Traders on Sheffield’s Moor Market could be faced with service charge increases of more than 25% to cover a shortfall created by increasing inflation and energy prices.
Next week councillors will consider the increase, which traders pay to cover building running costs such as electricity, gas, water, cleaning, security, maintenance, and support costs haven’t been increased for 10 years.
The Council is under recovering its costs at the Moor Market, which were just under £500,000 in 20/21 with the Council recovering just over 65% of that
Councillors will be asked to approve the recommendation to increase the current service charge to the midpoint between current charge and full cost recovery and, if approved, the increase would not take place for 12 weeks. This would see service charges increase by 26.5% in 2024/25 for traders.
Councillor Joe Otten, Chair of Waste and Street Scene Committee at Sheffield City Council, said: “The committee will be asked to decide what is appropriate in the circumstances we are working with. It will be a matter of judgement for committee members to strike a balance between recovering costs and supporting traders.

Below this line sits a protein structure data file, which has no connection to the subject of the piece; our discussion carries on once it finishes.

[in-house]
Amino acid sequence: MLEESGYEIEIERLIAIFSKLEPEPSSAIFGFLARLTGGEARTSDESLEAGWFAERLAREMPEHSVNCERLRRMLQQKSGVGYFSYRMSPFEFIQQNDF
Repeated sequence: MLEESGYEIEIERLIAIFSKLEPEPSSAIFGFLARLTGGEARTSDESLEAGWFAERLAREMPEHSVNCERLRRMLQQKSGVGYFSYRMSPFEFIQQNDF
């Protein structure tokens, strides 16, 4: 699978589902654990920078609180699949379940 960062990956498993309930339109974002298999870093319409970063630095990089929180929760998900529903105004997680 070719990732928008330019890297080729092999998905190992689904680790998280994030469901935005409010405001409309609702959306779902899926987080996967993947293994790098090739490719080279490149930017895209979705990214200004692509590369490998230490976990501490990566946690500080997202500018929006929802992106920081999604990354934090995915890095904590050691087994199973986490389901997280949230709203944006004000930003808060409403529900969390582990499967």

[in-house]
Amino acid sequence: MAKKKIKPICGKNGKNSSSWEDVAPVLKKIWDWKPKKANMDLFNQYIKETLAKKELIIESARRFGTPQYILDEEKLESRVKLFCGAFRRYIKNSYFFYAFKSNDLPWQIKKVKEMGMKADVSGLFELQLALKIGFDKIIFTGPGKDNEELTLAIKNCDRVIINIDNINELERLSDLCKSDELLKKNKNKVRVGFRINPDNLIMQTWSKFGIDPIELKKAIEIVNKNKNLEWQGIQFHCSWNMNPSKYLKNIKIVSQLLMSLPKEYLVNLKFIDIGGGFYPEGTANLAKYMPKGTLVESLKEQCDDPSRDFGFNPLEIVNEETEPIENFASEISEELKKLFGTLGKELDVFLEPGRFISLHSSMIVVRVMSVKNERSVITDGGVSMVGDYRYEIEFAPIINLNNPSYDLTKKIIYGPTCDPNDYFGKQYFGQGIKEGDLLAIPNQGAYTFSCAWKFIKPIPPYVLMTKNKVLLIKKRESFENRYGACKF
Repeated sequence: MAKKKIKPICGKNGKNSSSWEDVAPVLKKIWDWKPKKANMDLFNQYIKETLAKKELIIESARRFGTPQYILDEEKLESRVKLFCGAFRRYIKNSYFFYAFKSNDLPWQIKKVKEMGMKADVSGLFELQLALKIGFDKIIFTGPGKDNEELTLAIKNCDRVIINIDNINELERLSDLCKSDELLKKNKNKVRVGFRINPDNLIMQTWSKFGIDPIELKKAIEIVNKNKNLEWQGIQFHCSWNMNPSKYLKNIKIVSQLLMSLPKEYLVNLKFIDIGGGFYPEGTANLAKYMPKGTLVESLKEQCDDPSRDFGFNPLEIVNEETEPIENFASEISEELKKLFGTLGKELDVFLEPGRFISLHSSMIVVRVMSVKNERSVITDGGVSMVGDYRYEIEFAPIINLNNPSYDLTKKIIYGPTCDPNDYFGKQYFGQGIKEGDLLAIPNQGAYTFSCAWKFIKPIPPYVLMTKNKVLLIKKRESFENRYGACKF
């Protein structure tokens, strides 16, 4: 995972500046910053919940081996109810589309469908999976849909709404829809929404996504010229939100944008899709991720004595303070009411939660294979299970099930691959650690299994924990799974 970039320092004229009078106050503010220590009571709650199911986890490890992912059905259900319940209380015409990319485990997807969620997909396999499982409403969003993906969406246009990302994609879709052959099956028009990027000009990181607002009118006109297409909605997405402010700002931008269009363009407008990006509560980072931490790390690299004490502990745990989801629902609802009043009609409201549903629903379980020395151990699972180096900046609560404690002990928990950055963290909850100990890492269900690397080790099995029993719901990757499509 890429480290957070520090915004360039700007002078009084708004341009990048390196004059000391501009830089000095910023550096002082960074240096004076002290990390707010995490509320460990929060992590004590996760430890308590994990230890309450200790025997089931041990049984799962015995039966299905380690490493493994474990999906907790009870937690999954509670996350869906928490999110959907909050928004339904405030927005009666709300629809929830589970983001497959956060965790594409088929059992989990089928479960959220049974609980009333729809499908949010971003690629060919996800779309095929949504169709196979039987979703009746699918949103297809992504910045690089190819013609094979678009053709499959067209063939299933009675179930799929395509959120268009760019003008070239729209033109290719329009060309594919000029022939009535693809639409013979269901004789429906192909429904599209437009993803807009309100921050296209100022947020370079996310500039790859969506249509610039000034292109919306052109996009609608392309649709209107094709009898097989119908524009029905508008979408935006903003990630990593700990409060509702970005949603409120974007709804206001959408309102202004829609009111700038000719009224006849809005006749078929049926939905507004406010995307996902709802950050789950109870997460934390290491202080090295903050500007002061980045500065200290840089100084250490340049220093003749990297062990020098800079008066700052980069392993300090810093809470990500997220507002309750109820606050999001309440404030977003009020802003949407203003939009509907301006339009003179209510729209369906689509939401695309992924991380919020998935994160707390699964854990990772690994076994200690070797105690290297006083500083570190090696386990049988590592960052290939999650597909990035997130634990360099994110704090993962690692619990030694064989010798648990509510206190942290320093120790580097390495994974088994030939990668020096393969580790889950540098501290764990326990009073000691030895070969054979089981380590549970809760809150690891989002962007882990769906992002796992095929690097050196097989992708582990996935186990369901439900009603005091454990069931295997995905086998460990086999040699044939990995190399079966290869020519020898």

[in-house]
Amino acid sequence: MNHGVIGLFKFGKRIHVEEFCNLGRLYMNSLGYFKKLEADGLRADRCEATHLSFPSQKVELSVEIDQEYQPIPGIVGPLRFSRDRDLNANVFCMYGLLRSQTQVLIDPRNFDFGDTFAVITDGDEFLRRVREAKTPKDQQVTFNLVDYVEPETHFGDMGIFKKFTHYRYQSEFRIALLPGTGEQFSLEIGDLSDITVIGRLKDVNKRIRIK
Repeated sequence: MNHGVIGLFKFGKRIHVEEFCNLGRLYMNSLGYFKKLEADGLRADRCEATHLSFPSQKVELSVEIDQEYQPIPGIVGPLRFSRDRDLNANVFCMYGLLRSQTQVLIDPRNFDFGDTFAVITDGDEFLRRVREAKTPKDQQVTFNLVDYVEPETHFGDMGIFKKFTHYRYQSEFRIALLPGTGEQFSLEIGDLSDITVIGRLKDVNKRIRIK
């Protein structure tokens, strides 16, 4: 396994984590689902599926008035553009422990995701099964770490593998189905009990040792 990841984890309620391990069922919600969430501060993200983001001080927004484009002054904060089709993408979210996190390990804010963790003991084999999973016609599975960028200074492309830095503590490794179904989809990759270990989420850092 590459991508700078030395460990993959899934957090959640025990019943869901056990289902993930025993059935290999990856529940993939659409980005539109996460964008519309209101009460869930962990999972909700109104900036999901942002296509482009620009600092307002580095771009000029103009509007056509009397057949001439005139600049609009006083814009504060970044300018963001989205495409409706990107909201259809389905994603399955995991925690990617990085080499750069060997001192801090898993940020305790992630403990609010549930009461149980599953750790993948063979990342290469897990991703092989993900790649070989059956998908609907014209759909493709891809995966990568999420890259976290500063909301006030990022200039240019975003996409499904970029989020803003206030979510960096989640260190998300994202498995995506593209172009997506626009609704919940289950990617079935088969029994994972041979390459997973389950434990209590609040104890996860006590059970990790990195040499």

“From the discussions we’ve had with traders we know they are already feeling the impact of increased energy and other price rises in goods and services.
“The Council highly values the Moor Market and its important role in providing goods and services at reasonable prices for our residents. Since the height of the Covid pandemic, markets are returning to being thriving and vibrant places to shop, eat and socialise and the Moor Market is a good example of this. Occupancy rates there are currently 9% higher than the national average and we want to see those levels rise. We want to continue to see a sustainable and thriving Moor Market.”